Events


NaHHA’s Ola Hawai‘i Workshop Empowers Neighbor Island Industry Leaders

Attendees leave workshop inspired to change the way they perform on the job

 

The Native Hawaiian Hospitality Association’s renowned Ola Hawai‘i program offered a special workshop to over a dozen hospitality industry managers and employees at Keauhou Beach Hotel on April 6th & 7th. The program received rave reviews from attendees who obtained a better understanding of the Hawaiian culture as well as valuable information that will help them build a sustainable, profitable business with guests returning for a true Hawaiian sense of place.
 
“This resonates with my business as it reflects the same values as those of our guests from Japan,” said one program participant.
 


Panalist: Donna Wheeler


“WOW! Would love to offer parts of this training to our island volunteers!” added another workshop attendee.
 
A distinguished panel of Hawaiian cultural experts including: Peter Apo, Kumu Keala Ching, and Hospitality Sales Executive Donna Wheeler shared their knowledge on a variety of topics including “What does it mean to be a host?”, “Managing Visitor Information” and “Sales & Marketing.”
 
Based on survey feedback, an overwhelming majority of the hotel, restaurant and other travel industry leaders in attendance rated the learning modules as “teaching things that will change the way I perform on the job.” To learn more about Ola Hawaii, The Native Hawaiian Hospitality Association and upcoming programs that can benefit your business, browse nahha.com/olahawaii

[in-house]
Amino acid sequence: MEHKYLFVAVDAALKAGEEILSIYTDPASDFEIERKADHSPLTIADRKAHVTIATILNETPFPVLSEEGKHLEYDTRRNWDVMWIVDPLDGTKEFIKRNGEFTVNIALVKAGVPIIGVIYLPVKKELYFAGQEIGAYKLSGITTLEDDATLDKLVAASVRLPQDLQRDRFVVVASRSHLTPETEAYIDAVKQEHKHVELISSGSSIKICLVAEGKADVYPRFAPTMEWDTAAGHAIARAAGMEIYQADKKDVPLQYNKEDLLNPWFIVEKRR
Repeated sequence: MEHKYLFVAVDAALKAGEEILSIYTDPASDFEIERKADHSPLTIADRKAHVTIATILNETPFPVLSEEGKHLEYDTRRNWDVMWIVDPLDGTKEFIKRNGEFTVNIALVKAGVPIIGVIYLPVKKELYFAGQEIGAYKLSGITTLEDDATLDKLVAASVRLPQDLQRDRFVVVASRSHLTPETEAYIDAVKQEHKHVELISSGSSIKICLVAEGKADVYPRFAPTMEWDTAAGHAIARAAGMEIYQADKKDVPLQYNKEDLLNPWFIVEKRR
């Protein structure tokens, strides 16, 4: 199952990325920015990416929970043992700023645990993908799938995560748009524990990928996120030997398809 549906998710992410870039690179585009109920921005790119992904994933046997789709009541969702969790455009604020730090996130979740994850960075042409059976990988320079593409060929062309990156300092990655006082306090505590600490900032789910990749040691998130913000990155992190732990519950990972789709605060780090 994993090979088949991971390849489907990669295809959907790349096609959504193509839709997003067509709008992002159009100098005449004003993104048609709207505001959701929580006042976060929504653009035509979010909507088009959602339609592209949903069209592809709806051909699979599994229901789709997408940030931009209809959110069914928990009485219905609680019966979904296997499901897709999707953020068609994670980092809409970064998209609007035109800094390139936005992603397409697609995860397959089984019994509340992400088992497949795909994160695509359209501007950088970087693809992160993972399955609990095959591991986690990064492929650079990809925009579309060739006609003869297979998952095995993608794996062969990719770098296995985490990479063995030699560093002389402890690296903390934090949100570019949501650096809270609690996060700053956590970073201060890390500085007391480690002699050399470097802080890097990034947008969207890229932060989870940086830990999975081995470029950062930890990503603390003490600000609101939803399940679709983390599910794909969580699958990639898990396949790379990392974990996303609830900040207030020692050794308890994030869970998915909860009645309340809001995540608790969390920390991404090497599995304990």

Some highlights from Donna Wheeler’s panel presentation discussing
Sales & Marketing



“Hawaiian-izing” the current FARM TO TABLE dining trend is a great opportunity to introduce
indigenous language.  Imagine being asked, “what is ‘aina?”, which evolves into a conversation
about ahupua’a and discussions on kuleana. The intimacy of that exchange is where cultural
tourism begins.


This sculpture is located at Kahului Airport, where thousands of visitors pass through daily.
Marketing a sense of place can be kolohe with a modern twist, while still respecting the culture
and being relevant.  Draw your ideas upon what already exists – Hawaiian legends, oli, mele.